I would suggest that there is another set of questions that are neither good nor bad; they are:

"Acceptable" questions: (These may deserve a down-vote, but probably not a close-vote.)

  • Do the horns of the fourth beast in Daniel 7 definitely refer to "kings," or could they refer to "powers" (such as governors or popes)?

  • Is there anything in the text of Daniel 7 that would prevent Nero from being a valid interpretation of the "little horn"?

  • Could the "Son of Man" in Daniel 7:13 be referring to Jesus?

These "acceptable" questions are asking whether the exegesis of the text allows for a given interpretation. I think these are OK, though I would prefer "good questions" over these.

I have focused on questions here because an answer is merely judged by how well it satisfies the request of the OP. If the question is good and the answer is "666 = barcodes", chances are, the answer was off-topic.

  • 2
    I think you final paragraph is critical. Good questions will prompt good answers. If we are uncomfortable with answers, we should first check to see if the question is really about the text and then check to see if the answer really answers the question. One note: if an answer draws heavily from historical interpretations (i.e., quoting a famous expositor/commentator) we can probably be a little more lenient. After all, past interpretations are very helpful in correcting the biases in modern interpretation. Commented Jul 12, 2013 at 23:30
  • 2
    I mostly agree with you here, but one issue with Daniel has to do with dating. Critical scholars with a late dating may consider the horns identifiable because they refer not to future but past events
    – Soldarnal
    Commented Jul 13, 2013 at 22:56
  • I think most of your examples are poor questions but the overall rule you were trying to illustrate is a very poor one. There is nothing more nonsensical than 'staying within the text' if we did that we could never conclude Jesus was the Messiah as an option. This is just hermaneutical philosophy gone wild. I know you have read a few books on the subject recently but if you read a few more you will arrive at a better sense which you probably had before you started. Sorry for the harshness but this is really the worst idea I have seen in a while.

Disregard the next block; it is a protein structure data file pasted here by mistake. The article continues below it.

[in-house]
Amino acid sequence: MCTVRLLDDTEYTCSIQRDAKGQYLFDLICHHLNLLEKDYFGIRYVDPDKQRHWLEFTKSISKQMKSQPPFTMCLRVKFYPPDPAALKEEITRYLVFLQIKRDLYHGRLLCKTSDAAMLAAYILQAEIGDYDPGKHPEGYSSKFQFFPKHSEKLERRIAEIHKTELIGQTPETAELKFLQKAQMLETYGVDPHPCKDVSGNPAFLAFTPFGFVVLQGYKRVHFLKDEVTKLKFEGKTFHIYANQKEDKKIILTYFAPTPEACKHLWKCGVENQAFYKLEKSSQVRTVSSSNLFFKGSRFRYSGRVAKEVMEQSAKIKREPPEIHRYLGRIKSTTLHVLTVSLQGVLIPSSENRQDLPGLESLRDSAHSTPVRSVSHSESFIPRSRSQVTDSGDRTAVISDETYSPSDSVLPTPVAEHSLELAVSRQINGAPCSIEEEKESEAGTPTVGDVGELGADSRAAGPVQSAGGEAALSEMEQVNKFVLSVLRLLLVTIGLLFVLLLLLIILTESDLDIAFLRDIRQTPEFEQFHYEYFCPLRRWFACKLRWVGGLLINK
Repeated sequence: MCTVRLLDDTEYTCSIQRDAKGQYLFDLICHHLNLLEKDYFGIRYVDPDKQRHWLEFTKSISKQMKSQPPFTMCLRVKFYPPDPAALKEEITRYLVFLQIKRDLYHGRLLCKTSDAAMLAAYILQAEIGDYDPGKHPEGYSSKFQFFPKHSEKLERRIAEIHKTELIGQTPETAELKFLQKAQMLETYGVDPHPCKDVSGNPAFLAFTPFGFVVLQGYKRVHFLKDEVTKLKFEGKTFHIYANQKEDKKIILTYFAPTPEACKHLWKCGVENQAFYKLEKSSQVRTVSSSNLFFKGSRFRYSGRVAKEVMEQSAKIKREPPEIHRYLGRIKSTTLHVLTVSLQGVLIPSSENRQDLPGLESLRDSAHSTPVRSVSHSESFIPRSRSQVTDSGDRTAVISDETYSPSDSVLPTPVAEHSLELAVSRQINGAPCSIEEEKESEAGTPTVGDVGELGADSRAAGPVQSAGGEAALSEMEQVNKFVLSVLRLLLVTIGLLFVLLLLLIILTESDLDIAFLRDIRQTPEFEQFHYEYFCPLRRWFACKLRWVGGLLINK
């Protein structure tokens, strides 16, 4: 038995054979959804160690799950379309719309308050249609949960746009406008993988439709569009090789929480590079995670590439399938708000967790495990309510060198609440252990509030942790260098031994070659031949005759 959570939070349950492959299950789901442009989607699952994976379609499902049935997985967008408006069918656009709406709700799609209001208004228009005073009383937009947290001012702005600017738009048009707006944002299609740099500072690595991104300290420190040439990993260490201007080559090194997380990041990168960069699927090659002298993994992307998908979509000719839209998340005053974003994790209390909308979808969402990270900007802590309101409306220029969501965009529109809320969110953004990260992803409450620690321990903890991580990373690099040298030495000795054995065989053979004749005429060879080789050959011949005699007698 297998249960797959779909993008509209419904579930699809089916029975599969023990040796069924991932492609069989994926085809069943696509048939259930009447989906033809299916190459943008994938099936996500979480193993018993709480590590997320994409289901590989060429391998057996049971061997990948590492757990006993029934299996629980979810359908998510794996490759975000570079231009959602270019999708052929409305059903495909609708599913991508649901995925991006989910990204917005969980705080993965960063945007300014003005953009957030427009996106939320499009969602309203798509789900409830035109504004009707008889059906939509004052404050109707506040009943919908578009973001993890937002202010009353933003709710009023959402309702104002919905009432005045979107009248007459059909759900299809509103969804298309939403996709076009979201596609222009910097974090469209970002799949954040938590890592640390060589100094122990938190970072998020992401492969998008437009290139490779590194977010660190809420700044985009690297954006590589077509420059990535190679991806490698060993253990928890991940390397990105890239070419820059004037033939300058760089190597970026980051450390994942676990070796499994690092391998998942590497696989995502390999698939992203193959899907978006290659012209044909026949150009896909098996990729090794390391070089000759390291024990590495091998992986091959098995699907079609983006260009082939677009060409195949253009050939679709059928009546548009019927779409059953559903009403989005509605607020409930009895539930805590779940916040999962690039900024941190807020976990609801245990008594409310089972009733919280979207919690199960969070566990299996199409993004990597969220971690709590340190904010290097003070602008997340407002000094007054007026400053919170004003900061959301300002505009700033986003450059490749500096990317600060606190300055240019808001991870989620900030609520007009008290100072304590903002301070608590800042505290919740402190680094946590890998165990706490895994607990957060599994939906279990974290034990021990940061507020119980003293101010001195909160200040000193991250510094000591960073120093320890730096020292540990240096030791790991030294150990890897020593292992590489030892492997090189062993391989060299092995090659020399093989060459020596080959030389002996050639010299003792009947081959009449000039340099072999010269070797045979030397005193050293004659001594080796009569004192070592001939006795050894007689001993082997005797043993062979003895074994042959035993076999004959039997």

– Mike
    Commented Jul 15, 2013 at 17:33
  • 1
    @Mike The purpose of this site is not to conclude from the Old Testament that Jesus was the Messiah... and if you include the New Testament text it's easy to conclude. The purpose of the site is to handle Q&A on the topic of hermeneutics (philosophy of interpretation) and exegesis (drawing the meaning from the text.) Doctrine and other non-exegetical interpretations are just simply outside of the scope of the site. It's not a question of how we think people should understand the Bible, it's a question about what the purpose of this site is. If you disagree with the scope, idk... talk to a mod.
    – Jas 3.1
    Commented Jul 15, 2013 at 22:25
  • @Jas3.1 Exegetical interpretation from a text that argues from history 'outside the text' must be allowed on this site, if it is to allow the practice of hermeneutics (historicism is a hermeneutic) . This means the possibility of arguing that Jesus 'did not' fulfill (or did fulfill) ancient prophecies based on the facts of history to which the prophecies foretell... is all about this site. It's as simple as that. This is not a debate, it is an open-and-shut case.
    – Mike
    Commented Jul 15, 2013 at 23:12
  • @Mike You seem very upset, and I don't want to upset you more, but I think you are confused about what the term "exegesis" means. Exegesis is not argued from "outside the text" -- by definition. It's argued from the text. This site is not the place for "the practice of hermeneutics"... again, this is a misunderstanding of the term "exegesis" and of the scope of the site.